Winter Riding

Winter Riding

Winter Riding in Windsor - Under the Ambassador Bridge

Winter Riding in Windsor - Under the Ambassador Bridge

I felt guilty because I really haven’t ridden for the last 6 weeks or so, and I saw quite a few cyclists out riding last week. I took a (very) short spin down to the bridge, and snapped a few photos while I was down there.

If you’re a Windsorite with the motivation to ride outside this winter, check out BikeSabbath’s Winter Ride Challenge Series (2-3 hour rides, Fridays nights and Sunday mornings, points based on attendance, and temperature, bonus points for single speed). If you’ve put the bike away for the winter, or are riding the trainer instead – you might want to check out Maple Leaf Cycling’s SWIFT (indoor) training.

Copenhagenize.com had an article about banning winter cycling in Thunder Bay. A cyclist was hospitalized there after a collision with a car, and comments on the Thunder Bay tbnewswatch article are calling for a ban on winter cycling. Interestingly, the City of Thunder Bay puts on “Safe Winter Cycling Workshops” in partnership with Lakehead University.

Meanwhile, the StarTribune had a great article about how Minneapolis (rated #1 American city for cycling) has more and more cyclists are taking up winter cycling. Bike Walk Twin Cities has found that 20% of cyclists will ride in even the worst conditions.

 

weBike
info@bikewindsoressex.com
6 Comments
  • Owen
    Posted at 14:37h, 23 January Reply

    I was out several days last week and one evening, Thursday. The snow was falling and if it’s ‘warm’ enough to snow that usually means there isn’t as much bitter in the Windsor air. That was the case. I showed up for a 7pm meeting only to find out I had the wrong week. No matter, it was a splendid ride and the drivers operating motorized vehicles where civil. I wanted to be out yesterday and I wish I was right now but I am deep in study mode, or rather I will be right after I click Post Comment.

    • Steve
      Posted at 14:43h, 23 January Reply

      My short ride was actually quite nice, but the snow in the face wasn’t. Needed to put the balaclava on. Maybe I will get adventurous over the next week or two and head back out again.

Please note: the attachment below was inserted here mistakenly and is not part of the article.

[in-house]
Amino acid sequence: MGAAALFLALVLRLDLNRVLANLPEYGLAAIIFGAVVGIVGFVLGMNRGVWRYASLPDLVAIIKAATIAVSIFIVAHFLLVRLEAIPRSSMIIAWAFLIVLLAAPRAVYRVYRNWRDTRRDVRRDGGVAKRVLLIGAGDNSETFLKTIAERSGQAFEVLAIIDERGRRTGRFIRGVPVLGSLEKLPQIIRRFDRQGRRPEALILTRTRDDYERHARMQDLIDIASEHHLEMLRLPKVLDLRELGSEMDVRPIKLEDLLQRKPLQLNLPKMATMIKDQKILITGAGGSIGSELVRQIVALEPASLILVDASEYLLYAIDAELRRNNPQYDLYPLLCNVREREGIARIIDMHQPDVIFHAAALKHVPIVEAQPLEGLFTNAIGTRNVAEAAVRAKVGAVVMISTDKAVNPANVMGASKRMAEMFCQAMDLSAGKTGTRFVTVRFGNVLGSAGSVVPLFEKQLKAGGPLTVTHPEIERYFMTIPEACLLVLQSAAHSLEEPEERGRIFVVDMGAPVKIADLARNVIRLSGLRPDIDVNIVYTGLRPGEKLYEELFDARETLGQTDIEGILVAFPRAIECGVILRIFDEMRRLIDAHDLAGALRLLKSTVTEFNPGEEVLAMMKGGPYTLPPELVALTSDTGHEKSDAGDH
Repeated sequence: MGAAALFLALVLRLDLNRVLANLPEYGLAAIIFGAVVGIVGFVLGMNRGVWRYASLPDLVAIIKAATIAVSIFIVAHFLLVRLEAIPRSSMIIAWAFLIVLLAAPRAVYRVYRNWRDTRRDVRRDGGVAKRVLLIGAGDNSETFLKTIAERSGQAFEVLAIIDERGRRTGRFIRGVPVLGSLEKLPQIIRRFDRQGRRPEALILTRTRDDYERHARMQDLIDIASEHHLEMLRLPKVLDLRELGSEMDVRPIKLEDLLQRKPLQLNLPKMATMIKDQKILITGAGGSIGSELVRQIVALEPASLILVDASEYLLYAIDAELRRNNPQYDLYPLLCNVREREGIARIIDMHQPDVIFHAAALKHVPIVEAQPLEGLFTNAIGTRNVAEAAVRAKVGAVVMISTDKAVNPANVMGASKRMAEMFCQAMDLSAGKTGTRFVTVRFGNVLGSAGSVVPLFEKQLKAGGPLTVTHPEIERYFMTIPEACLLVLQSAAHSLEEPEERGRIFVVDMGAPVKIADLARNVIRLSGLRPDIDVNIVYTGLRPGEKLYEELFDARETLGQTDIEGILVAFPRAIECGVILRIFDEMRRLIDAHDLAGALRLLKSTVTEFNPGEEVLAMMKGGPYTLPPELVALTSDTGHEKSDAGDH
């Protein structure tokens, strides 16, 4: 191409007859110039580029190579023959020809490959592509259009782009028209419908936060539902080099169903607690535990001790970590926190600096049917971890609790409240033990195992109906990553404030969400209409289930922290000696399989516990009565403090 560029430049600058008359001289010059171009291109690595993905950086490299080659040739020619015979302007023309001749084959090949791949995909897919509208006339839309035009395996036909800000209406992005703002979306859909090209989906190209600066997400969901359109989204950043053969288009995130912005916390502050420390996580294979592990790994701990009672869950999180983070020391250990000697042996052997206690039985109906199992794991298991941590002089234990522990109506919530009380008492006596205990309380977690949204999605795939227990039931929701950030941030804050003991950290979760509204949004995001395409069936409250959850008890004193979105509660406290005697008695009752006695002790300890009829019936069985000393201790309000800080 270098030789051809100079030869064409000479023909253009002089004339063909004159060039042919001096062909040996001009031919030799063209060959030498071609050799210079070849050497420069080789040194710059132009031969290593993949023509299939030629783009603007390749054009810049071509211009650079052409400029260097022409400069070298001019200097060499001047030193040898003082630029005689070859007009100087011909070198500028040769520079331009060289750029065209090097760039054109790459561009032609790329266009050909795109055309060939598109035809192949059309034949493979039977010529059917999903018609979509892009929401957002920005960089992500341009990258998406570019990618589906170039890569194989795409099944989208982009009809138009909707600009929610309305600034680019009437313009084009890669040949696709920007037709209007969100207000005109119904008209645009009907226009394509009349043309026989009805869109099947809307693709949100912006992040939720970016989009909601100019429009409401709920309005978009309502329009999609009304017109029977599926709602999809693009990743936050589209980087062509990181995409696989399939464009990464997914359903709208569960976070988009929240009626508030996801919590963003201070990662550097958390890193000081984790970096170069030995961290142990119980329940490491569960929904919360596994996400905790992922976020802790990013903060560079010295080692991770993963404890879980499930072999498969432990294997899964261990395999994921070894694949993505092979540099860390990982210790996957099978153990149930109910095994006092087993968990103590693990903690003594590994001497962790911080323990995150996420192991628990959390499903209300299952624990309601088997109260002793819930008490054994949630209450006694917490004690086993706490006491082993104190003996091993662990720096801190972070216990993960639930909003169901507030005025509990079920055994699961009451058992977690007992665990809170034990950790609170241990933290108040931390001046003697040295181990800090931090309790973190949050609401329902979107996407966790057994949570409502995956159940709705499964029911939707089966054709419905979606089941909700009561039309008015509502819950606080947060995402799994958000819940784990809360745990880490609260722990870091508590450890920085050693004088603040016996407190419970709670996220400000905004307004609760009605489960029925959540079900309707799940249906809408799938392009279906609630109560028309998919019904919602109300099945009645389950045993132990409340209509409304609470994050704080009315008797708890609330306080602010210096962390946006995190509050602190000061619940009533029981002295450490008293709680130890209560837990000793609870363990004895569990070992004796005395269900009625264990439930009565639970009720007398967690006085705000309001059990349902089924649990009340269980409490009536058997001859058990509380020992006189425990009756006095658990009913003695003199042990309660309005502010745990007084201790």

• Rebecca
    Posted at 19:24h, 23 January Reply

    As Steve knows I ride everyday in the winter during my commute to work and back home again (25KM round trip). If you dress right, it really isn’t that bad. I learned last year to wear ski goggles and this year I got studded tires for my bike. I can ride easily through the ice and snow. I know that only a handful of people are riding as much as me during the winter, but I must say that it really isn’t too bad. Drivers seem more respectful in the winter then they do in the summer! Anyway…to those still riding – hats off (or rather on 🙂 to you! See you on the road!!

    • Owen
      Posted at 20:13h, 23 January Reply

      Studded tires are a must. Layers is the secret to warmth and being able to cool back down quick when inside. Goggles, being a glasses wearer I have never tried them. I find I’m good with my regular glasses & clip-on sunglasses. A hat with with built in ear covers over my balaclava works great for me. Last year I added lobster mitt type gloves by Louis Garneau which provide good grip but finger to finger warmth.

      I agree about drivers of motorized vehicles being generally more curious in winter – weird, maybe they fear us sliding under them and their getting the blame whereas in summer it seems to be sport to see how close they can crowd us. Maybe snow just generally mellows drivers out?

  • Andrew
    Posted at 23:45h, 23 January Reply

    I like your photos Steve.

    And I notice Owen’s comment about studded tires.
    I heard that in snow conditions a road bike is better,
    because skinny tires cut through the snow,
    whereas thicker tires cling to it.

    What do you think?
    This might be a good debate topic.

    • Owen
      Posted at 18:53h, 24 January Reply

      Andrew, I’m riding a touring bike which is a road bike (though not a racing road bike obviously) with 700C with a wider than typical road bike gage as is. In winter I go to a slightly wider tire with the studs. I cut through most everything. The thinner to tire the less stability. What you may, may, gain cutting through a clump of snow you’ll loose big time on ice or slick or slush, especially if you have little tread and no studs.

Post A Comment